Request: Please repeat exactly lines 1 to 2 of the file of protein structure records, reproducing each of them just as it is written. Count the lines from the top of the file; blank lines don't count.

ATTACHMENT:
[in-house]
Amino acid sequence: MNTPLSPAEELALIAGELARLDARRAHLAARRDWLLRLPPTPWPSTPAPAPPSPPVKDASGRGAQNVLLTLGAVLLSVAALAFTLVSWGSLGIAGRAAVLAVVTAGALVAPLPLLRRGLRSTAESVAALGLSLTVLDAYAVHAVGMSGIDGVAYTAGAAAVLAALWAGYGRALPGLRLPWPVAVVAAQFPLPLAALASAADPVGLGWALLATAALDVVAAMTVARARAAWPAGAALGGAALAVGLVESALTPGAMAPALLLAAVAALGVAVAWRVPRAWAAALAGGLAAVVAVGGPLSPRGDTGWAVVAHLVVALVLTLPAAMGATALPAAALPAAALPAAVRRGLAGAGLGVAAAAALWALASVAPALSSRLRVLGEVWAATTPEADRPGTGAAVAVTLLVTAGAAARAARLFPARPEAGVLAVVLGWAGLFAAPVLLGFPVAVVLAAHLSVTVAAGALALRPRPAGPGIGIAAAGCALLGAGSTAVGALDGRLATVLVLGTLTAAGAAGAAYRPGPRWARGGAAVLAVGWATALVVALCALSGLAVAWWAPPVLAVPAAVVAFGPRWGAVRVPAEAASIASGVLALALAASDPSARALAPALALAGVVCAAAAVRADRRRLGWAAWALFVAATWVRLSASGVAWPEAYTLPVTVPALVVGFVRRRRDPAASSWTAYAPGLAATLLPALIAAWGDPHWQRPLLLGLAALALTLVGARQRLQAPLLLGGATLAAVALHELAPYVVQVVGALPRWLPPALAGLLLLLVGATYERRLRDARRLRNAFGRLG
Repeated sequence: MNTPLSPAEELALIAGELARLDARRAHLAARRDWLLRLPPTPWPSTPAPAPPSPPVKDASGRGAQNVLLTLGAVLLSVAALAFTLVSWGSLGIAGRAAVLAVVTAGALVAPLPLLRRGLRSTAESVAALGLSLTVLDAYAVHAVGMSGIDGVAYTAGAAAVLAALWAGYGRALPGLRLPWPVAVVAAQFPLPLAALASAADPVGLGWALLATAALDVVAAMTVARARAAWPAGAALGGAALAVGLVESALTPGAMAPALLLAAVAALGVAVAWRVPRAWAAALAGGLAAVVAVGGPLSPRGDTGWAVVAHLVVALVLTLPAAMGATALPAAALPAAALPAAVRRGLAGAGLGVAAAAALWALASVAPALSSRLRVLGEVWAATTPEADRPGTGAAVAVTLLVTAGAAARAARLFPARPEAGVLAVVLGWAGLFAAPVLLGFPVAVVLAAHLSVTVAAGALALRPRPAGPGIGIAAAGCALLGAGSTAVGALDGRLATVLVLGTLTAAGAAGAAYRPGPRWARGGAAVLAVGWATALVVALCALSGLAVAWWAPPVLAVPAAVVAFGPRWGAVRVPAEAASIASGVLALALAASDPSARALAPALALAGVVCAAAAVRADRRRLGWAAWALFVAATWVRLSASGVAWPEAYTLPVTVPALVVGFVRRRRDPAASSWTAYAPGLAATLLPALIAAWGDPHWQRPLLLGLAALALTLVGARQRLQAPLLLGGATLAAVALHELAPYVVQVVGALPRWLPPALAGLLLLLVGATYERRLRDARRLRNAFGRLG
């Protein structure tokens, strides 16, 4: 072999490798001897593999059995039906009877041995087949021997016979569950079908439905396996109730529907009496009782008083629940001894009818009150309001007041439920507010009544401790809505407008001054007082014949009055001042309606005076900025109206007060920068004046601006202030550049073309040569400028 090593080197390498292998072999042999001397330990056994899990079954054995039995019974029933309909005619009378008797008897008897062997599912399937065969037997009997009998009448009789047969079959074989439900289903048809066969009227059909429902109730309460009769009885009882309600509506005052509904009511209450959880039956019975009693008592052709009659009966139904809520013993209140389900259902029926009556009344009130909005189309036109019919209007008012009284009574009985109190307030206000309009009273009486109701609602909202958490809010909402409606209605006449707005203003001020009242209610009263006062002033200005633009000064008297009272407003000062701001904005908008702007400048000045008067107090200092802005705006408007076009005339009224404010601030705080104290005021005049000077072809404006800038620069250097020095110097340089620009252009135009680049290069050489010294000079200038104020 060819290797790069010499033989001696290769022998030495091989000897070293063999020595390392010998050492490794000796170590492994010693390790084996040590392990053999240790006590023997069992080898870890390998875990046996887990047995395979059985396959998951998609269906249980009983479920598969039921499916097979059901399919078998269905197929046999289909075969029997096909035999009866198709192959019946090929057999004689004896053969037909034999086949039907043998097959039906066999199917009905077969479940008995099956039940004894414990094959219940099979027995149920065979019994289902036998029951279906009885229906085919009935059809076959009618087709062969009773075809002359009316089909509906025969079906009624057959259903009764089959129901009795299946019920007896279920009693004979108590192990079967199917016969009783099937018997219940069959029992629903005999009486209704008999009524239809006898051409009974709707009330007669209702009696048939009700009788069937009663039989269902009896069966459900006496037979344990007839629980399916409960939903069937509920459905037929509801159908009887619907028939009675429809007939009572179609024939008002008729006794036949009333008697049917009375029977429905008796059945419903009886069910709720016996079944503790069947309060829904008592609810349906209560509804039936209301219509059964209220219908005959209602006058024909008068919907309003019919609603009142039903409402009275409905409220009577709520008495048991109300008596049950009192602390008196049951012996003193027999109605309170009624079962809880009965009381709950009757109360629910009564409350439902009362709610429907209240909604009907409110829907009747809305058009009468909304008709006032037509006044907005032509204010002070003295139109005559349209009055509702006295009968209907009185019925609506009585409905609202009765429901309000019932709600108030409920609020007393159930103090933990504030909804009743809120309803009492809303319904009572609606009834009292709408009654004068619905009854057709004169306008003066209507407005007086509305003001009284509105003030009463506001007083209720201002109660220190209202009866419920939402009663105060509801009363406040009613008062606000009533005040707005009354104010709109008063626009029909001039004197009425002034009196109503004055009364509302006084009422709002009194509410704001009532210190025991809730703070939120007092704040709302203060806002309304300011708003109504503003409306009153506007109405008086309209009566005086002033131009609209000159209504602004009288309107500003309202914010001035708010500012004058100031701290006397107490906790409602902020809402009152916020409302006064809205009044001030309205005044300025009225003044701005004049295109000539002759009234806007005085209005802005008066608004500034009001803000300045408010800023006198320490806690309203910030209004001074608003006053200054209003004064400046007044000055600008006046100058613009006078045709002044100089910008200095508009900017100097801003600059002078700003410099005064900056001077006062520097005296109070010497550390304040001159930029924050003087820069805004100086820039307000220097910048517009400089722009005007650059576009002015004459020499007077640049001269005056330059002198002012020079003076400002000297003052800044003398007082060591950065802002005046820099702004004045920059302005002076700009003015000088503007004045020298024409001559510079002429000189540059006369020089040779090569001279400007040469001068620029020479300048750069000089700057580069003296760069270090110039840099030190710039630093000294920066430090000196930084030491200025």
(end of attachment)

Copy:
[in-house]
Amino acid sequence: MNTPLSPAEELALIAGELARLDARRAHLAARRDWLLRLPPTPWPSTPAPAPPSPPVKDASGRGAQNVLLTLGAVLLSVAALAFTLVSWGSLGIAGRAAVLAVVTAGALVAPLPLLRRGLRSTAESVAALGLSLTVLDAYAVHAVGMSGIDGVAYTAGAAAVLAALWAGYGRALPGLRLPWPVAVVAAQFPLPLAALASAADPVGLGWALLATAALDVVAAMTVARARAAWPAGAALGGAALAVGLVESALTPGAMAPALLLAAVAALGVAVAWRVPRAWAAALAGGLAAVVAVGGPLSPRGDTGWAVVAHLVVALVLTLPAAMGATALPAAALPAAALPAAVRRGLAGAGLGVAAAAALWALASVAPALSSRLRVLGEVWAATTPEADRPGTGAAVAVTLLVTAGAAARAARLFPARPEAGVLAVVLGWAGLFAAPVLLGFPVAVVLAAHLSVTVAAGALALRPRPAGPGIGIAAAGCALLGAGSTAVGALDGRLATVLVLGTLTAAGAAGAAYRPGPRWARGGAAVLAVGWATALVVALCALSGLAVAWWAPPVLAVPAAVVAFGPRWGAVRVPAEAASIASGVLALALAASDPSARALAPALALAGVVCAAAAVRADRRRLGWAAWALFVAATWVRLSASGVAWPEAYTLPVTVPALVVGFVRRRRDPAASSWTAYAPGLAATLLPALIAAWGDPHWQRPLLLGLAALALTLVGARQRLQAPLLLGGATLAAVALHELAPYVVQVVGALPRWLPPALAGLLLLLVGATYERRLRDARRLRNAFGRLG